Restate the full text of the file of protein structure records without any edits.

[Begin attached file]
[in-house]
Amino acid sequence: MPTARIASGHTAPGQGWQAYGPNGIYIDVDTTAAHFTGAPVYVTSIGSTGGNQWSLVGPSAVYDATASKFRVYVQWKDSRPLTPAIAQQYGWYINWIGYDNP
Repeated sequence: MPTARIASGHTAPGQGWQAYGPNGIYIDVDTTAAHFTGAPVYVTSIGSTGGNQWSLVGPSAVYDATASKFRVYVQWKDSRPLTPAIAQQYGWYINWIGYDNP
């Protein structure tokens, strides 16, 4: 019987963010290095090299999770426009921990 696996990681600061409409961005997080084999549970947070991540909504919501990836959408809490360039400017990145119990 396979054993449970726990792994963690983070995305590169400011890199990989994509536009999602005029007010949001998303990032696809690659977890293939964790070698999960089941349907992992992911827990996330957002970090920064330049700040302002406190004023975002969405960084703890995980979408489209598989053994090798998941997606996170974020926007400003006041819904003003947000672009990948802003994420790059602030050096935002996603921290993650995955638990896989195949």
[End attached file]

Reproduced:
[in-house]
Amino acid sequence: MPTARIASGHTAPGQGWQAYGPNGIYIDVDTTAAHFTGAPVYVTSIGSTGGNQWSLVGPSAVYDATASKFRVYVQWKDSRPLTPAIAQQYGWYINWIGYDNP
Repeated sequence: MPTARIASGHTAPGQGWQAYGPNGIYIDVDTTAAHFTGAPVYVTSIGSTGGNQWSLVGPSAVYDATASKFRVYVQWKDSRPLTPAIAQQYGWYINWIGYDNP
């Protein structure tokens, strides 16, 4: 019987963010290095090299999770426009921990 696996990681600061409409961005997080084999549970947070991540909504919501990836959408809490360039400017990145119990 396979054993449970726990792994963690983070995305590169400011890199990989994509536009999602005029007010949001998303990032696809690659977890293939964790070698999960089941349907992992992911827990996330957002970090920064330049700040302002406190004023975002969405960084703890995980979408489209598989053994090798998941997606996170974020926007400003006041819904003003947000672009990948802003994420790059602030050096935002996603921290993650995955638990896989195949």